Sand the Surface:

After the filler has dried, sand the repaired areas and any rough or damaged spots with fine-grit sandpaper. This will create a smooth and uniform surface.

Touch Up the Finish:

If the fake wood paneling has a finish like paint or stain, you may need to touch up the finish to blend the repaired areas with the rest of the paneling. Use paint or stain that matches the existing finish.

Secure Loose Edges (Optional):

If the edges of the paneling are loose or peeling away from the wall, you can use finishing nails to secure them. Carefully nail the edges back into place, making sure not to split the paneling.

Inspect and Maintain:

Periodically inspect the paneling for any new issues, especially if it’s located in areas prone to moisture or temperature fluctuations. Address any problems promptly to prevent further damage.

Repairing fake wood paneling is a cost-effective way to refresh the appearance of a room without the expense of replacement. Properly executed repairs can make the paneling look like new, extending its lifespan and maintaining its aesthetic appeal.

Do you nail or glue wood paneling?

It depends on your goals. If you want to save time and want a quick, temporary solution, it’s best to go with glue paneling, but if you want the wall panels to stay in their place for as long as you want, nail them!

Whether you should nail or glue wood paneling depends on your specific project and preferences. Both methods have their advantages and considerations:

Nailing Wood Paneling:


  • Provides a strong and secure attachment to the wall.
  • Allows for easier removal or replacement of individual panels in the future.
  • Ideal for structural applications or situations where added security is needed.


  • Leaves visible nail holes that need to be filled and finished for a seamless appearance.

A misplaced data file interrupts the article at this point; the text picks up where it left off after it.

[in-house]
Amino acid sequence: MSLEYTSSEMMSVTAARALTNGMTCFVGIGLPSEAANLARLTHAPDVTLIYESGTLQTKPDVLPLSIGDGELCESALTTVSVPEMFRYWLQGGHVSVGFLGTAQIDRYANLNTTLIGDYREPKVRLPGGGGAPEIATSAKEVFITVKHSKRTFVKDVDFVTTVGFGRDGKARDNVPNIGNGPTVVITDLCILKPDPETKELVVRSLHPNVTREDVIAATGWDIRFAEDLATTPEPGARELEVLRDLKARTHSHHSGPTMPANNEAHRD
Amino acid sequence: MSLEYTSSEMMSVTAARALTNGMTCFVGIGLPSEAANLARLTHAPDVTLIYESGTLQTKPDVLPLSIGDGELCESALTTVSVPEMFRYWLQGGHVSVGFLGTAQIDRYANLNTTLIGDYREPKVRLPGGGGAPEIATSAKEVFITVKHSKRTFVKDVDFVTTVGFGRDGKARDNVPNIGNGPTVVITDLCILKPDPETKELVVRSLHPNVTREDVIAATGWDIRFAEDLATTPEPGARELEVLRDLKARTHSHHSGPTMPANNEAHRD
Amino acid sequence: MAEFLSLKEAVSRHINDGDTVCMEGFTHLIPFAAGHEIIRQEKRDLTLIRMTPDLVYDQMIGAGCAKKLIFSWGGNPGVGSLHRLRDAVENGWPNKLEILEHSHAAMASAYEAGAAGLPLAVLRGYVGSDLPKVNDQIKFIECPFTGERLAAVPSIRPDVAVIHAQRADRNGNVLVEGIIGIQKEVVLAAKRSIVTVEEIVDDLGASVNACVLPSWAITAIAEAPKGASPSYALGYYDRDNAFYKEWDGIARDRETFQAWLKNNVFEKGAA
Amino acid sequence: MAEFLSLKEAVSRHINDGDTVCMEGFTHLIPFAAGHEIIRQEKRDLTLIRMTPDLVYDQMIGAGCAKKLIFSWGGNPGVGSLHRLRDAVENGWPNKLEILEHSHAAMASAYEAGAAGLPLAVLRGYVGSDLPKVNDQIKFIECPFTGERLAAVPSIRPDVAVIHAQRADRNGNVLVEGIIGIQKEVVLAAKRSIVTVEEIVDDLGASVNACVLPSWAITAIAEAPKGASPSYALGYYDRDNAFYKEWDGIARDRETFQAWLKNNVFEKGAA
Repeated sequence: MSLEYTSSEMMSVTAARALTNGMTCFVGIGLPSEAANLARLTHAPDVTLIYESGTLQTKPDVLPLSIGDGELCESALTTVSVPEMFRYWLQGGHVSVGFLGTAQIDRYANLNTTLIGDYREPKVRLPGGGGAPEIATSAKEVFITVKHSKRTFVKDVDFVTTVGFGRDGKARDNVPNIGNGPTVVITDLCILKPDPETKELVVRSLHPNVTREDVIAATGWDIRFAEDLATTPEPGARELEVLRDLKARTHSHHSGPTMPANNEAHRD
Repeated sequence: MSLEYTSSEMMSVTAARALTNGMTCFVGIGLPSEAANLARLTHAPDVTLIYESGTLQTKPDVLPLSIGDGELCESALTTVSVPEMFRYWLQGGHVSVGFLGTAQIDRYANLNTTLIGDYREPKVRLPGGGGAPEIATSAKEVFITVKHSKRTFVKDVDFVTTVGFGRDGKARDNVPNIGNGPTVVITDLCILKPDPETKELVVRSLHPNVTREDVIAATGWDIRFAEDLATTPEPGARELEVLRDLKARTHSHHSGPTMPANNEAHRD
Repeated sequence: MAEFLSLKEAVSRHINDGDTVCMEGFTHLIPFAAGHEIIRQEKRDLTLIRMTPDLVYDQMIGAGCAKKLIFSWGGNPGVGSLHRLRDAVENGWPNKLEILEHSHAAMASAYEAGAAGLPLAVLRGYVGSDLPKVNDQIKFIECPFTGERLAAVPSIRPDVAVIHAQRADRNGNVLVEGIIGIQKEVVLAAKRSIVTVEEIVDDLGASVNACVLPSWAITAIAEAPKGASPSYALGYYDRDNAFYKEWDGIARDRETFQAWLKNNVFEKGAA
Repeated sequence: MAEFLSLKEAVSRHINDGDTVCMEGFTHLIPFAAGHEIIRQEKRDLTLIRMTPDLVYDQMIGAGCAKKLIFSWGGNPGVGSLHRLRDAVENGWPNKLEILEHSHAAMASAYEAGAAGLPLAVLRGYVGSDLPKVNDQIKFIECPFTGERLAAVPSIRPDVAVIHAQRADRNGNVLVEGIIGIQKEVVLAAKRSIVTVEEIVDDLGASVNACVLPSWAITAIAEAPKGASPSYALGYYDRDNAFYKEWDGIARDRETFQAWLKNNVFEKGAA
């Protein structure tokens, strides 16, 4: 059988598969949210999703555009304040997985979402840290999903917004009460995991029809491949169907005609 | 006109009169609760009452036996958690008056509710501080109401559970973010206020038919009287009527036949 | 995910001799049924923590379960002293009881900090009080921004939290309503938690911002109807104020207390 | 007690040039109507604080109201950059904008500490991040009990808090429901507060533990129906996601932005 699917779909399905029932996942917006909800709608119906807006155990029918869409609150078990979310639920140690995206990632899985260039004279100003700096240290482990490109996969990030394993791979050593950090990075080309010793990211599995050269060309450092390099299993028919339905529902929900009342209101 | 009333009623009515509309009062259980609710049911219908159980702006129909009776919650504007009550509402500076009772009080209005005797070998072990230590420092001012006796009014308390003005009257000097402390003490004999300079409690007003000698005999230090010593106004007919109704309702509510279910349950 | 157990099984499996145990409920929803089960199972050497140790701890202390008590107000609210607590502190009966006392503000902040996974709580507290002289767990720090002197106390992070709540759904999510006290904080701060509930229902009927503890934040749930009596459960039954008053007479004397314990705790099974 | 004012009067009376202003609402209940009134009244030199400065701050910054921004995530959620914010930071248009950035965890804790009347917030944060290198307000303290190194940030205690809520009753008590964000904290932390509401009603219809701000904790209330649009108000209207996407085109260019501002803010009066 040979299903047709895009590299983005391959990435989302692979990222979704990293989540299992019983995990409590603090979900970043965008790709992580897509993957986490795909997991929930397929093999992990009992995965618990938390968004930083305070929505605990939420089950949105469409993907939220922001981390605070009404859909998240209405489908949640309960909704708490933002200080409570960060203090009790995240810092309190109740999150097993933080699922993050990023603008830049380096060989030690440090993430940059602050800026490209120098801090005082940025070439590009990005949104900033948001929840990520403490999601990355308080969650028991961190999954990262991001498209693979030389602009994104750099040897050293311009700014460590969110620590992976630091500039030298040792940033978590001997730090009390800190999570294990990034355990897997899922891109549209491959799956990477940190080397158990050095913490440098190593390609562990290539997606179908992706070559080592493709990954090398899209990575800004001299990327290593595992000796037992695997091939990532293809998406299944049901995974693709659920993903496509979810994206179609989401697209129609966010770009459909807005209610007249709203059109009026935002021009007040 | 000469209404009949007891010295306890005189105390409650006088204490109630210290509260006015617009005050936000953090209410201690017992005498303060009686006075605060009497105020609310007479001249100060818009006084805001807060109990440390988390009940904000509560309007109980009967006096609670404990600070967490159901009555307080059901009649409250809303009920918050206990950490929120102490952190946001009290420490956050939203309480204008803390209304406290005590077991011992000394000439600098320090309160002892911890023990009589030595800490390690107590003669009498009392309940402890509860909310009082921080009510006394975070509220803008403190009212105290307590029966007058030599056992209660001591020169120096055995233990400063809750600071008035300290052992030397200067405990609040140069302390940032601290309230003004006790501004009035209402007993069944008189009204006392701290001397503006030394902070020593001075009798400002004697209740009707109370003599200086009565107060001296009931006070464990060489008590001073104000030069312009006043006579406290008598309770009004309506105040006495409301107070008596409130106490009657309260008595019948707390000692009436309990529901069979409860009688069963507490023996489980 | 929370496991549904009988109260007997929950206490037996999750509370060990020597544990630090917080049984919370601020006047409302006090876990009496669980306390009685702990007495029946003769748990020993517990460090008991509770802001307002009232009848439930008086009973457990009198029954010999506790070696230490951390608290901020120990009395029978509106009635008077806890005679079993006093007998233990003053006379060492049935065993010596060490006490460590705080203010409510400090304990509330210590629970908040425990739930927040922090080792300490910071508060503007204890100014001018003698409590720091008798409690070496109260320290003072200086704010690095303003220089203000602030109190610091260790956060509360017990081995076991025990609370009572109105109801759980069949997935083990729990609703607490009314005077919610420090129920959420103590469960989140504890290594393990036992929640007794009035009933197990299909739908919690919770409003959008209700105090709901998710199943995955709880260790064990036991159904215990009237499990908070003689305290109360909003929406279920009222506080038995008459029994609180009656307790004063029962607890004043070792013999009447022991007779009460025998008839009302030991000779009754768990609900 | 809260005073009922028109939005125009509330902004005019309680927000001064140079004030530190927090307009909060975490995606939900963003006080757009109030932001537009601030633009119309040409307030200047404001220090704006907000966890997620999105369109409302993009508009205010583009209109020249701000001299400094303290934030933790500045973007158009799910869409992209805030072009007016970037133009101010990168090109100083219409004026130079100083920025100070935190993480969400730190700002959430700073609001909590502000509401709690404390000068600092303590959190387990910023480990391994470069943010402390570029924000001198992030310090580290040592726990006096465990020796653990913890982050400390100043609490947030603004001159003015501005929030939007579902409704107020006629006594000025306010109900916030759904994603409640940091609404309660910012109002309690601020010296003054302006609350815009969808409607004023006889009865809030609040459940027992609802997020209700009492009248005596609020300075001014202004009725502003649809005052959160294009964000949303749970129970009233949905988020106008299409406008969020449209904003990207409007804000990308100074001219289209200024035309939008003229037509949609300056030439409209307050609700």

• Requires access to wall studs or framing for proper nailing.
  • May not be suitable for very thin or lightweight paneling.

Gluing Wood Paneling:


  • Creates a smooth, nail-hole-free surface for a clean and modern look.
  • Well-suited for decorative or non-structural applications.
  • Minimizes the risk of visible fasteners.


  • Panel removal can be more challenging and may result in damage to the wall or paneling.
  • Glue type and application are critical; use the appropriate adhesive for wood paneling and follow manufacturer recommendations.
  • Surface preparation is crucial for a successful glue bond.

In many cases, a combination of both methods may be used. For example, you can use construction adhesive to glue the paneling to the wall for initial attachment and stability, and then secure it further with finishing nails at the edges and studs for added security.

Ultimately, the choice between nailing and gluing wood paneling depends on the specific requirements of your project, the type of paneling, and your desired aesthetic. Be sure to follow manufacturer recommendations for adhesives and fasteners, and consider the ease of future maintenance or removal when making your decision.

How is wood paneling attached?


Pull the panel away from the wall and let the adhesive become tacky. Push the panel back on the wall and roll the panel with a rolling pin. This will make sure that the panel and the adhesive make good contact. Finally, drive finishing nails into place at the top of the panel.

Wood paneling can be attached to walls using several methods, depending on the type of paneling and the desired result. Here are some common ways to attach wood paneling:


This traditional method involves securing the wood paneling to wall studs or framing using finishing nails. Nailing provides a strong and secure attachment, especially for heavy or structural paneling. For a clean finish, nails can be countersunk and filled with wood filler before finishing.